See, the way it used to be, didn't matter much what you did with your kids. Keep 'em upright and don't let them swallow nickels, and you were GTG. Good to go.
From my life files: I grew up comfortably upper middle class, but outside of a few months of Little League baseball, I was on my own as far as “fun' went. My parents weren't dragging me left, right and center. In fact, my strongest memory revolves around Sunday mornings, being allowed to sit in the front seat for the drive over to Pete's Stationary Store where my dad would buy the Sunday paper. As far as the rest of the big jumble of memories of my parents? Pretty straightforward: They were around.
But you know what wasn't around? The feeling of having to fill each and every waking moment of your child's life with enriching activities. For real, and I know current parents are nodding their heads: If you don't take your six-month old to the “Six Month Old Chinese Language/Music with Apple Baked Goodness and No Peanuts Were Used In Making This Announcement' class you are a bad, bad, terrible, horrible parent who should be sent to a remedial parents class taught by the overly fertile insane mother on “19 Kids and Counting.'
Can't just let the kids veg in front the TV for fear you'll be found out by the local Mom's Club, who will then tell the non-local mom's clubs about your aberrant behavior, and next thing you know, while their little Jocelyn learned to crochet in the original French style, your kid is still eating yarn and you're shunned from the parents gabfest at the park.
If I'm sounding a little crazed, I'll tell you why: It's because I tried to do the right thing, tried to coddle my little darlings and all it got me was a stern talking-to from the missus after I damn near popped a gasket explaining what, exactly, happened.
And what happened? Ugh. I was playing “Mr. Mom' during a time I don't usually play Mr. Mom, my daughter pitched a fit at a music class, my son pitched a fit during a healthy attempt at lunch, and then I pitched a fit when I dropped them off with my wife. Details? Would fill a book. But they don't really matter. It was just one disaster after another.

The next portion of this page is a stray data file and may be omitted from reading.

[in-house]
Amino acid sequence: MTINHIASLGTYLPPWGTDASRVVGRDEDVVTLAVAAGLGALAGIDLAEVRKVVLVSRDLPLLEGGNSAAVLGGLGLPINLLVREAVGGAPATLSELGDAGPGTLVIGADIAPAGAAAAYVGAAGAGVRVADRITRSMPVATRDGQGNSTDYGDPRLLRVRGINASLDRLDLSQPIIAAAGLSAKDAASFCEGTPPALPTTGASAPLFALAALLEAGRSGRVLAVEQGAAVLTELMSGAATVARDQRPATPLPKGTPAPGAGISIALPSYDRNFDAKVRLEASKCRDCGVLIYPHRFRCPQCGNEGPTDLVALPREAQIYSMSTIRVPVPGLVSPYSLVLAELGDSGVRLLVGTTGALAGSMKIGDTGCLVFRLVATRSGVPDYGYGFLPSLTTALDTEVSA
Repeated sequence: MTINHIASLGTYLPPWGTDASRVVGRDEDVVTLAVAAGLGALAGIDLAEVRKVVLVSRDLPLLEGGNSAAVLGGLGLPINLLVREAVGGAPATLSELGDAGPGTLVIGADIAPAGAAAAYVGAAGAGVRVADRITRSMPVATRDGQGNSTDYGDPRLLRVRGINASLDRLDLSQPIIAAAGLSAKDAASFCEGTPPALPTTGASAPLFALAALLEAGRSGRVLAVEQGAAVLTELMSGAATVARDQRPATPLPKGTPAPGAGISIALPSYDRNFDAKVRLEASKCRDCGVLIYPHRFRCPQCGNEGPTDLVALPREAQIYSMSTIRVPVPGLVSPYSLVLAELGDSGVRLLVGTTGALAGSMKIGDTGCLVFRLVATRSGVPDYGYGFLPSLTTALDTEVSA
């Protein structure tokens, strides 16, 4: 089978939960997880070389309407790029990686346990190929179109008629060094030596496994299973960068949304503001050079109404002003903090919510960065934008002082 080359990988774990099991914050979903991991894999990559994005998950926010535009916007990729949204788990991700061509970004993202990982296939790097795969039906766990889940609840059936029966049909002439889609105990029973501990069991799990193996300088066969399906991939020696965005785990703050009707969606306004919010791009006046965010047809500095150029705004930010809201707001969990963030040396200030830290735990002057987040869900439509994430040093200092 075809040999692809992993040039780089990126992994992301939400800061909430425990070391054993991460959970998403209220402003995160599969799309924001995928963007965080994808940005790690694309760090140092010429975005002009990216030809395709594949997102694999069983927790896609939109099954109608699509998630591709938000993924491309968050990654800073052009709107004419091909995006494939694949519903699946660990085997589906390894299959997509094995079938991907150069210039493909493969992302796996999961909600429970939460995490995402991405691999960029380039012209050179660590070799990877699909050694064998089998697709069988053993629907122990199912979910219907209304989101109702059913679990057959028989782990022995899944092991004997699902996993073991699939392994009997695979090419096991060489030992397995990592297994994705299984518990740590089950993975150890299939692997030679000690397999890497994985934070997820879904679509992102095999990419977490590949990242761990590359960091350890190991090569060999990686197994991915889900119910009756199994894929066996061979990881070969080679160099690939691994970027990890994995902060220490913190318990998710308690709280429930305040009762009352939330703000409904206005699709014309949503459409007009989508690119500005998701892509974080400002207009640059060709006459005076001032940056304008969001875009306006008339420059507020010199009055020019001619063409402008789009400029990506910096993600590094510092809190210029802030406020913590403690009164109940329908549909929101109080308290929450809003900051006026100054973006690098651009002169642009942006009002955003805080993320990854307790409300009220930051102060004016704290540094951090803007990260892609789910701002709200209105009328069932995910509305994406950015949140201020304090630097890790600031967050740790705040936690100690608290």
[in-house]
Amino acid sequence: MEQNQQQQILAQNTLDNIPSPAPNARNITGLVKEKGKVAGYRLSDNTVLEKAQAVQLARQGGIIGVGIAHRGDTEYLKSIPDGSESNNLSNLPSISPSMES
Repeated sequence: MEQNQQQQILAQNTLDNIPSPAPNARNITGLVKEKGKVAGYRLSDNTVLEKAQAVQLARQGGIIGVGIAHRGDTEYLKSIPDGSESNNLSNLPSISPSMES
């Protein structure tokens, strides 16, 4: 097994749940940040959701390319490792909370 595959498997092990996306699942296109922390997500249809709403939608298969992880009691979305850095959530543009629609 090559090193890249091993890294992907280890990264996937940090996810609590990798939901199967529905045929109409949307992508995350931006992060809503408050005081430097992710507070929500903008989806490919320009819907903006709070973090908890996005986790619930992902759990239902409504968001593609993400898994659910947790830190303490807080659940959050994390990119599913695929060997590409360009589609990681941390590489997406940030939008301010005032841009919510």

But the point is this: If I had gone with my gut instinct - namely, turn on Nick Jr. or Sprout and let them watch a little TV and play while I sat on the couch and surfed the web - everyone wouldn't been perfectly happy.
But I couldn't do that. I felt compelled to enrich the little buggers, if for no other reason I knew other parents were out there enriching their little buggers, even though I knew deep down the only reason they're running around and enriching is because they think everyone else is willingly and happily running around and enriching, when in fact the only reason this frenzied enriching is going on is because we're all fearful we, as parents, will be ostracized for not trying super-duper hard to enrich our children. Two things: 1) I've come to hate the word “enrich' and 2) see what's going on up there? It's a vicious circle. A vicious enrichment circle. We all think we're lousy parents if we're not doing every last activity with our kids, and all these activities drive us and our kids nutso.
Again, think back to your childhood: It was not like this, and we turned out just fine. In fact, if you really think about your youth, it's not the “things' your parents did with you that stick out; it's almost the opposite. Just being there, just being around - or, conversely, not being around - are the things that stand out.
And with that 20/20 hindsight, my kids and I would've had a much happier and less hectic time the other day if we just hung out with each other, watched some TV, played some Darth Vader and stuffed animals, and forgot about what every other overextended parent and child was up to.
Or maybe I'm just a lousy parent. Who knows. All I know is I can't crochet, and I don't care.
Jeff Edelstein can be reached at facebook.com/jeffreyedelstein and twitter.com/jeffedelstein.